A personal care assistant can benefit anyone who is physically or mentally impaired. Care assistants help with day-to-day tasks that are sometimes difficult for those with disabilities. Common duties for a care assistant include bathing, laundry, shopping and monitoring vital signs.
Care assistants can be helpful additions to a family care team. When family members care for their physically or mentally disabled family members, it can be stressful. Adding an outside caregiver can give the family a break and allow them time to tend to other obligations.
While some people need assistance on a full time basis, others only need help with some tasks, such as cooking, cleaning and transportation to medical appointments. Check out this link here. In these cases, a care assistant works on a part time or as needed basis to help their client manage daily chores. The assistance that is provided varies case by case, ranging from preparing a few meals a week to full-time residential care.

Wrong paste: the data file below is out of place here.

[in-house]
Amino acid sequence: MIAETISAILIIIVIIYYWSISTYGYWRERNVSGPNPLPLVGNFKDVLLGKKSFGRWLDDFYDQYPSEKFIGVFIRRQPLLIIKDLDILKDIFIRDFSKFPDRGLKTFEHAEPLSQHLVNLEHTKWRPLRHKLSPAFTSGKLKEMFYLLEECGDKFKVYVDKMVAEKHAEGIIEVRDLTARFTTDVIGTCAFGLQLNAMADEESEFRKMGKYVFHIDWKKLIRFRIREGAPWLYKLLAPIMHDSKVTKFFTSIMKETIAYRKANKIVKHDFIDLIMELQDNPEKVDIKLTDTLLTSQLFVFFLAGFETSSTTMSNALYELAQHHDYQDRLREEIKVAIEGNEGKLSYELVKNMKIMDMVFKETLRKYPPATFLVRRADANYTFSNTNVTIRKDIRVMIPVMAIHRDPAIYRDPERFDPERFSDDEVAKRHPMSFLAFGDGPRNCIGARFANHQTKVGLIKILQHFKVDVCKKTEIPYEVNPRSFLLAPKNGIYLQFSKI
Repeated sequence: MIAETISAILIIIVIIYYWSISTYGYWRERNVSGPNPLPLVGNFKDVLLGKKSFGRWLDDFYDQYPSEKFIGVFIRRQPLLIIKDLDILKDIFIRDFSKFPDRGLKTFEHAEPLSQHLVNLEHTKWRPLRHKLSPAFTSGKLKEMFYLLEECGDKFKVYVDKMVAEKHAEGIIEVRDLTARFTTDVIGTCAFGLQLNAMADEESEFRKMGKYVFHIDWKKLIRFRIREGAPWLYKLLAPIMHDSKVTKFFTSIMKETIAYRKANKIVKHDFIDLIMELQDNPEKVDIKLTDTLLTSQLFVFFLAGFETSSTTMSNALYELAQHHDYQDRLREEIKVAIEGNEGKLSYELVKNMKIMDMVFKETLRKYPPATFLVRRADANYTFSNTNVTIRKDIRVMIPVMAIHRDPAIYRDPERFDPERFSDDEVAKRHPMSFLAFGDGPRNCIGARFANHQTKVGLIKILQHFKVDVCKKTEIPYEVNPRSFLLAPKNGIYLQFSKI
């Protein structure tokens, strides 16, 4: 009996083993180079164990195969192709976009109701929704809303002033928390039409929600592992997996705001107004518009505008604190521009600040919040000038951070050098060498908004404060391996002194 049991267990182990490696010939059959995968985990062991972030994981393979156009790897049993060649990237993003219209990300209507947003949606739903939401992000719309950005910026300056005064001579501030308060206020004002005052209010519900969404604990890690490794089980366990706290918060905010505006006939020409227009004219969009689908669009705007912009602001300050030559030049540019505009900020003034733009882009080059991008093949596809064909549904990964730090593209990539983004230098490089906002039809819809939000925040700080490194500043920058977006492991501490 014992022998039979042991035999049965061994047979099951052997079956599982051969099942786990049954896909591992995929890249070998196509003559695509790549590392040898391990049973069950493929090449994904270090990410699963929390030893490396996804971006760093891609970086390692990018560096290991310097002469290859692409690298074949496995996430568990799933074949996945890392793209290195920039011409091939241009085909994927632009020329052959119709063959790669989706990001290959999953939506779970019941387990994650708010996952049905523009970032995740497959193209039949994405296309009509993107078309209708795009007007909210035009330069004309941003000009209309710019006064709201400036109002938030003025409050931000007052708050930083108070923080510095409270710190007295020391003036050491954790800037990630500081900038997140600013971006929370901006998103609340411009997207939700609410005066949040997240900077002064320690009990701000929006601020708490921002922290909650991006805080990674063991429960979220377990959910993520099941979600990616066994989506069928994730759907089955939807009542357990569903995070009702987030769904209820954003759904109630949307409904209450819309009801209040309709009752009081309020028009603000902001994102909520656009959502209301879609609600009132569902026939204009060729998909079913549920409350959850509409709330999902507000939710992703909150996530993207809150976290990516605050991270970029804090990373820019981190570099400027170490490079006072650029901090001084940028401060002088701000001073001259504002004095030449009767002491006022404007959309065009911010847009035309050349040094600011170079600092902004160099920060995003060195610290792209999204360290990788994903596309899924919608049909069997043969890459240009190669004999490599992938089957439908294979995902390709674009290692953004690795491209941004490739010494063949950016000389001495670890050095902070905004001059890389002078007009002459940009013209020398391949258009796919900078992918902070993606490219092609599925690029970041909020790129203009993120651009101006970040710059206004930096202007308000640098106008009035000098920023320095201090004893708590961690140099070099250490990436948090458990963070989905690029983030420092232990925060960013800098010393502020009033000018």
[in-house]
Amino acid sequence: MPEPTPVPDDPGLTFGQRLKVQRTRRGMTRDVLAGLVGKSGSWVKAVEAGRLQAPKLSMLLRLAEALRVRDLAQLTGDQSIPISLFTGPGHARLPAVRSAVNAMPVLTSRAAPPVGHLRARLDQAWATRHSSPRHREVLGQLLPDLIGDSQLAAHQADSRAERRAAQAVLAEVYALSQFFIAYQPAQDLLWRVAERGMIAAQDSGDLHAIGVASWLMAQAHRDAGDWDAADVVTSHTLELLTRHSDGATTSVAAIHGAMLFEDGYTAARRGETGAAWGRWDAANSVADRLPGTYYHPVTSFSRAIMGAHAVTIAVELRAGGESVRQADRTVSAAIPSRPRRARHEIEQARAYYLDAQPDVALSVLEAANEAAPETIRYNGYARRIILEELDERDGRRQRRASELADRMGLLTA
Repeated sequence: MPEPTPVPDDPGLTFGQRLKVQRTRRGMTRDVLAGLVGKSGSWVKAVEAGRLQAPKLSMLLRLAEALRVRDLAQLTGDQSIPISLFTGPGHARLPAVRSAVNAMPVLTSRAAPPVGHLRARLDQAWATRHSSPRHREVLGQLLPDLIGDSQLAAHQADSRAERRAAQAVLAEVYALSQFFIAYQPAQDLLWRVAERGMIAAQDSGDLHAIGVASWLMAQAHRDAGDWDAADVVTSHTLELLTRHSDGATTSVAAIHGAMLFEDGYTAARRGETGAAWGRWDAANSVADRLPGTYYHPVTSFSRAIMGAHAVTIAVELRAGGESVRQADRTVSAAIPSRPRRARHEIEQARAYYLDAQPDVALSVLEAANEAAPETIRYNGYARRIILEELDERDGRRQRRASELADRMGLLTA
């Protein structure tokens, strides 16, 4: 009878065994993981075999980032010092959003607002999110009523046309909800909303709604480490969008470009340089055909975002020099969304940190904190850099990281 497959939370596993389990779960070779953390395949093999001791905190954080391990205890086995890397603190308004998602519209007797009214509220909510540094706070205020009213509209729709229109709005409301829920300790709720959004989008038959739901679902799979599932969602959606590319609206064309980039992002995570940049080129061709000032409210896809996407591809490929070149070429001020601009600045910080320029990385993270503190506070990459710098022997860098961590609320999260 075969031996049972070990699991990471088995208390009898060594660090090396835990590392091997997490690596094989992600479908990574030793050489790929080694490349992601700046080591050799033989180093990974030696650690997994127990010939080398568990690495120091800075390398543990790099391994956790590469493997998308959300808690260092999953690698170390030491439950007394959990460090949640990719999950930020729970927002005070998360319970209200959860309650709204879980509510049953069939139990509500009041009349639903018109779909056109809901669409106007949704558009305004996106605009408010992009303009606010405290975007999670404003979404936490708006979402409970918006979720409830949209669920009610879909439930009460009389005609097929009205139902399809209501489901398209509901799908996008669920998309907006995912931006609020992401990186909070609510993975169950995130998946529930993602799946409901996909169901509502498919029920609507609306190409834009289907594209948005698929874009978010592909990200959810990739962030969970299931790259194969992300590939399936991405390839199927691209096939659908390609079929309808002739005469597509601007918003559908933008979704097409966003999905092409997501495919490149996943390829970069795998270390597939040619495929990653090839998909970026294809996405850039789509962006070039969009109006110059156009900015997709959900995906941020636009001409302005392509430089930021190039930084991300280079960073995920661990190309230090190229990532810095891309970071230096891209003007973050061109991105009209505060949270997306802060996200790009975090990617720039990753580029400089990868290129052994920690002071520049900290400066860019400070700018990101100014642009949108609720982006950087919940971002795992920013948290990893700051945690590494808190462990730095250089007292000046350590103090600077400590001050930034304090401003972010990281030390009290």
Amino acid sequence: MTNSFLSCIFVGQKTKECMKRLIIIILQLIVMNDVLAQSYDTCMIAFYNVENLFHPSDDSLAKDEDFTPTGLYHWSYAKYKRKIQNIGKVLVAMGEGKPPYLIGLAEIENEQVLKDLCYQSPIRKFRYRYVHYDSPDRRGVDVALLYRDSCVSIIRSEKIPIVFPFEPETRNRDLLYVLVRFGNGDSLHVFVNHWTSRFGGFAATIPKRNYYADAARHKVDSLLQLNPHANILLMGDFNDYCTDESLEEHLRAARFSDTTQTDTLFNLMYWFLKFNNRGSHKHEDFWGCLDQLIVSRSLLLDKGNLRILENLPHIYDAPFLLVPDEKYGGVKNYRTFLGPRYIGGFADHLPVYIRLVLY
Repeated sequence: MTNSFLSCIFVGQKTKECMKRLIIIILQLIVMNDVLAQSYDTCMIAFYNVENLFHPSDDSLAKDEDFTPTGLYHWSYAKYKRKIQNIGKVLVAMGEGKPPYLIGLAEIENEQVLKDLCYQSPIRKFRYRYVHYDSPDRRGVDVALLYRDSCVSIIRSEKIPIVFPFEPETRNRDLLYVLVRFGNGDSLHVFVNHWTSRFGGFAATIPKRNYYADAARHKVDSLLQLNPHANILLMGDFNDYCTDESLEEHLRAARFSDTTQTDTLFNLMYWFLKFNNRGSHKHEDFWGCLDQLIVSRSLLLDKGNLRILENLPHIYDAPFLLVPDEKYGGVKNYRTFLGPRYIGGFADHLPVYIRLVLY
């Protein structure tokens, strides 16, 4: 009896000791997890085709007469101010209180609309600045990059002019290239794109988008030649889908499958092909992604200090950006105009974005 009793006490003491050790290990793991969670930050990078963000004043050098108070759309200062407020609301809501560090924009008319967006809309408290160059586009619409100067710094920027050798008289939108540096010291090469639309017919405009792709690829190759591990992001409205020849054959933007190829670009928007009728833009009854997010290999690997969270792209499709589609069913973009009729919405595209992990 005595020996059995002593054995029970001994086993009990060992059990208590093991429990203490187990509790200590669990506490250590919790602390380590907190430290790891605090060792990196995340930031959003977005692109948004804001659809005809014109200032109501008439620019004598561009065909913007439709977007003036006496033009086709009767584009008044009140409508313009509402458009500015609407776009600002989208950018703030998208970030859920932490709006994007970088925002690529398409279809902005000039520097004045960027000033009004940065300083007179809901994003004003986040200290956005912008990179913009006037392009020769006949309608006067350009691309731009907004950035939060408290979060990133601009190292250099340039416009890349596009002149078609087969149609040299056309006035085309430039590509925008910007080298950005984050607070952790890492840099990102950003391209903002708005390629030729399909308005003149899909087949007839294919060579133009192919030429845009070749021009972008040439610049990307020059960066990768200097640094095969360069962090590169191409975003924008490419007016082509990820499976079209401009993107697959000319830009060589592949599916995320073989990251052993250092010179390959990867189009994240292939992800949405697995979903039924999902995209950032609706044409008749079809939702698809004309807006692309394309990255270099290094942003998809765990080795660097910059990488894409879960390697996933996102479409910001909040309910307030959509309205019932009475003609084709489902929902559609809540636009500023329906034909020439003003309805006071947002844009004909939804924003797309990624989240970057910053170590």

Personal care assistants are trained to provide certain services. They are not medical professionals so they do not take the place of nurses. Assistants can fill the gaps in time when family members are not able to provide care or help high functioning individuals with things they cannot do themselves.